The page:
In the past 10 years, we’ve seen the forces that shape the manufacturing industry – such as regulation, global competition and emerging markets – increasingly shrink profit margins. With so little room to maneuver, companies had to increasingly focus on cutting cost to maximize their ability to stay competitive. The perceived solution to this issue was for a long time seen in offshoring. Cheaper labor costs in South America and Asia allowed US manufacturers to continue their growth at the expected rates over the first two decades of the 21st century.
This industry trend that is estimated to have moved between 3 and 4 million manufacturing jobs abroad seems like it’s due for a sharp decline. While it’s true that recent regulatory changes have highlighted and sped the process up, the writing has been on the wall for quite a while already. For example, the average level of Chinese manufacturing wages has increased exponentially in the past 5 years and has now tripled compared to the 2005 numbers .
Now, with the new tax reform being passed and other favorable regulation on the horizon, “reshoring” is starting to look ever more attractive to US manufacturers. In fact, the rate of job return announcements hit an all-time peak in 2017 . Finally, these market forces have set the stage for considerable growth in the industry in 2018.
It is becoming clear that taking full advantage of the anticipated period of growth will be crucial for organizations looking to be the future industry leaders. The stakes are certainly high and the slightest miscalculation can end up having longstanding consequences. This is why it makes sense that the investment dollars within manufacturing organizations are increasingly going towards Internet of Things (IoT) initiatives. In fact, BCG predicts that IoT spending will exceed $260B by 2020 .
This development is only natural as we’ve seen IoT technologies move from mere ‘science projects’ to key initiatives in organizations in virtually any industry. In their book: Leading Digital , authors George Westerman, Didier Bonnet, and Andrew Macafee presented their research that shows that “Digital Masters” (companies that effectively align both the business side and the technology side of their investments) boast 9% higher revenue generation efficiency and 26% higher profitability.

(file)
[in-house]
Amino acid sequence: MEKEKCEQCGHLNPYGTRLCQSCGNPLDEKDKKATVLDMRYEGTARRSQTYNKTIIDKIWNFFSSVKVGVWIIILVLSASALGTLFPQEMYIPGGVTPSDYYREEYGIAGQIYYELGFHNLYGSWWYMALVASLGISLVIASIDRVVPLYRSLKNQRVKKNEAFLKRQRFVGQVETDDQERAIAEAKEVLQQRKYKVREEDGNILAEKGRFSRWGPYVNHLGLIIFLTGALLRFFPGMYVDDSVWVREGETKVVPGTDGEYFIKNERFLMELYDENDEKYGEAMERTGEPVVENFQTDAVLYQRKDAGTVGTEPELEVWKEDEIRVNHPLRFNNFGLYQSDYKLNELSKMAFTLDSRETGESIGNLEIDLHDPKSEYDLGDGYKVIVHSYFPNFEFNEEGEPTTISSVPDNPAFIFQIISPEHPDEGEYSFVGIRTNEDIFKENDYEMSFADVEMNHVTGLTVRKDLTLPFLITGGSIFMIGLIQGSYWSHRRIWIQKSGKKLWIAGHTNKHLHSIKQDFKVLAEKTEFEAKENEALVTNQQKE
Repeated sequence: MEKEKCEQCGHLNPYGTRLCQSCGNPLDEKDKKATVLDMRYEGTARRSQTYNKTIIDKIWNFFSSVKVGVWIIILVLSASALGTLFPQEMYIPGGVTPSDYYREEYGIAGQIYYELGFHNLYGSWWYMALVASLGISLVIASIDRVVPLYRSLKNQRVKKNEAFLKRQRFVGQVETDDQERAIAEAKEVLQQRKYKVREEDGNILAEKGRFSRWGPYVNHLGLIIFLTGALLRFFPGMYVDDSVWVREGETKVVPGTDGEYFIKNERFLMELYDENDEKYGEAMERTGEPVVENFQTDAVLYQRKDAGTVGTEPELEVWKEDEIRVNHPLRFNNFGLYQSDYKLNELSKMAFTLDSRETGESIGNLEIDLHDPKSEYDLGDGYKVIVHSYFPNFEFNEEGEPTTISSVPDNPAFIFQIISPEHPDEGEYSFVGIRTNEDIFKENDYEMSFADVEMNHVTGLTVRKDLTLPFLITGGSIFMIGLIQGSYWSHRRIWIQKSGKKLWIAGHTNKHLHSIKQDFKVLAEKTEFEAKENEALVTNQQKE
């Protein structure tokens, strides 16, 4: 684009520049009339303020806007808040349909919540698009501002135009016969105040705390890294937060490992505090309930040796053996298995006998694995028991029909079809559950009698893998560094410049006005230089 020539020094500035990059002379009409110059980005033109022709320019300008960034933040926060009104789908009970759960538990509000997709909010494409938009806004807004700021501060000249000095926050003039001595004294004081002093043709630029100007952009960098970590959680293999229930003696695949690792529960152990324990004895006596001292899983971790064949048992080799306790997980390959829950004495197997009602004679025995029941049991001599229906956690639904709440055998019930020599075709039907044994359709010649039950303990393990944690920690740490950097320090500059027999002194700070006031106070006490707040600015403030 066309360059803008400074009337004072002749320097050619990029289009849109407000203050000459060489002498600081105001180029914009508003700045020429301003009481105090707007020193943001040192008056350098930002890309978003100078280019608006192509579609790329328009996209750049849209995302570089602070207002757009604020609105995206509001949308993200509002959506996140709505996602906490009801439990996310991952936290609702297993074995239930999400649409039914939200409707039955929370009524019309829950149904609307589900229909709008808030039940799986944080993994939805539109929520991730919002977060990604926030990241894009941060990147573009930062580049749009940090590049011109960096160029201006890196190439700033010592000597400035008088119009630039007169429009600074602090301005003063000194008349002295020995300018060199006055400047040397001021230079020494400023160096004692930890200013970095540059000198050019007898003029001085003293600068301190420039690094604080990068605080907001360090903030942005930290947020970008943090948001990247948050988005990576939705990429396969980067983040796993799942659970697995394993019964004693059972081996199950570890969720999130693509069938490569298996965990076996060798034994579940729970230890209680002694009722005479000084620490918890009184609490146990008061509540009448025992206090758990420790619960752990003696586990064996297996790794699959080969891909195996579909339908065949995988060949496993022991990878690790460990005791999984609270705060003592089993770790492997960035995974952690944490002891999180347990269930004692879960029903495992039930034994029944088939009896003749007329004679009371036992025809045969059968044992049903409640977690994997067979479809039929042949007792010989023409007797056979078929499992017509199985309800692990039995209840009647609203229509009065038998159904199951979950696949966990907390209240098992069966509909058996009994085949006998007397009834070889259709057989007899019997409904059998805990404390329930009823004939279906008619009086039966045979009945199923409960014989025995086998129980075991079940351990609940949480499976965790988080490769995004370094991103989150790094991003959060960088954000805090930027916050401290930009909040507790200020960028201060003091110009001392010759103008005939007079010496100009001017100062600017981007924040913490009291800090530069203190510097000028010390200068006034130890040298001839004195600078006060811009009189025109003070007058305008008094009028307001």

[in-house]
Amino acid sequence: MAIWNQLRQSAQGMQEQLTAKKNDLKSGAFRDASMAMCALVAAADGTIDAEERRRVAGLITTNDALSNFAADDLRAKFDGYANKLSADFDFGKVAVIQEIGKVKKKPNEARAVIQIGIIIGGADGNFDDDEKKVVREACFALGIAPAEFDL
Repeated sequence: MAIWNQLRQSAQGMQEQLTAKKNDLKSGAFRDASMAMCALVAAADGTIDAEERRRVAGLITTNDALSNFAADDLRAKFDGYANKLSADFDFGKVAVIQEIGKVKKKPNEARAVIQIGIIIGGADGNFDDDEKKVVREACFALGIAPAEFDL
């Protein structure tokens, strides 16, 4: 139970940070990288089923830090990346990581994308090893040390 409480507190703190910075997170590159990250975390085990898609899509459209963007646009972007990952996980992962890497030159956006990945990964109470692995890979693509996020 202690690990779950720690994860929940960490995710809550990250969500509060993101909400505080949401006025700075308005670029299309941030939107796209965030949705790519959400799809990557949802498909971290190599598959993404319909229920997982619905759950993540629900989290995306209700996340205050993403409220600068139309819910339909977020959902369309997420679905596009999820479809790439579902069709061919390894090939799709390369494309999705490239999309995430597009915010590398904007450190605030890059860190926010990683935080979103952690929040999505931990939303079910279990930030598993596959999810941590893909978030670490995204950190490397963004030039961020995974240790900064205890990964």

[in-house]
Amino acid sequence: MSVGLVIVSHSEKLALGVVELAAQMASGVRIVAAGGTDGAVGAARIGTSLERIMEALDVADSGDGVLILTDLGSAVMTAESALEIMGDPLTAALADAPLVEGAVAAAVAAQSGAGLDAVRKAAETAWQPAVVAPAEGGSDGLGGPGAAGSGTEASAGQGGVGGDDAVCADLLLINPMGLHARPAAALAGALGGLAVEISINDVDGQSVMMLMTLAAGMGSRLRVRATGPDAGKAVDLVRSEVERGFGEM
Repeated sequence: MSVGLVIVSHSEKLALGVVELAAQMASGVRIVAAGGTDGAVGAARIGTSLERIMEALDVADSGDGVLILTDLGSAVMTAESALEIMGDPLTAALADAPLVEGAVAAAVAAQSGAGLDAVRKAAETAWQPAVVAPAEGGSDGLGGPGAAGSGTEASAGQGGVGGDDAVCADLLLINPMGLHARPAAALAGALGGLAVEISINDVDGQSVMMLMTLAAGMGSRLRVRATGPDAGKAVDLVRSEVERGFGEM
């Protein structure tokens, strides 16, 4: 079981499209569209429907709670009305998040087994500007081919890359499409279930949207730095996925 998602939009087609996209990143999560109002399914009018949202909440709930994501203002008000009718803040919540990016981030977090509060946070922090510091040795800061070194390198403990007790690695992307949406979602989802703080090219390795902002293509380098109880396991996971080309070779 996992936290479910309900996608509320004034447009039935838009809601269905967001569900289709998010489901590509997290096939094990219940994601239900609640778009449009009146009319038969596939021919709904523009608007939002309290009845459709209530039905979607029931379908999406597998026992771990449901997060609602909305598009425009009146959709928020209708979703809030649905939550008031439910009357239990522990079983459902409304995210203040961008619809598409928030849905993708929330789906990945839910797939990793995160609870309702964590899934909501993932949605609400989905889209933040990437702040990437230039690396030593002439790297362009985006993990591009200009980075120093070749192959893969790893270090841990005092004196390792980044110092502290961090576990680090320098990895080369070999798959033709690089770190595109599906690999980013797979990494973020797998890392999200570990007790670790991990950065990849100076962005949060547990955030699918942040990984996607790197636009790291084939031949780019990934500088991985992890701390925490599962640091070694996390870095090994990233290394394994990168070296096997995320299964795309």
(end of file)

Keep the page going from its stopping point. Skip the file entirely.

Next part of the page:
The architecture of IoT is something most executives are well acquainted with by now: sensors gather, networks transmit and store the data while analytics processes it, visualizes it and makes it actionable. Still, despite IoT being a widely known concept with obvious value and a proven ROI, BCG’s survey of 380 US manufacturers found that the technology adoption rate has been slower than expected.
This certainly has to do with the fact that the manufacturing industry is highly averse to any type of disruption and considering a company-wide initiative of this type seems to have disruption written all over it. Additionally, most companies simply don’t have dedicated internal teams they can spare to carry out a project of this scope.
What many manufacturers have found is that selecting an outside partner that understands the industry challenges and has the expertise necessary to complement the resources already present within your organization determines the success of your digital transformation.
We help organizations bridge the gap between the need to maintain undisrupted production and the need to maintain competitive advantage by gathering actionable data and identifying optimization opportunities through IoT – bringing the future of digital manufacturing to today’s manufacturers.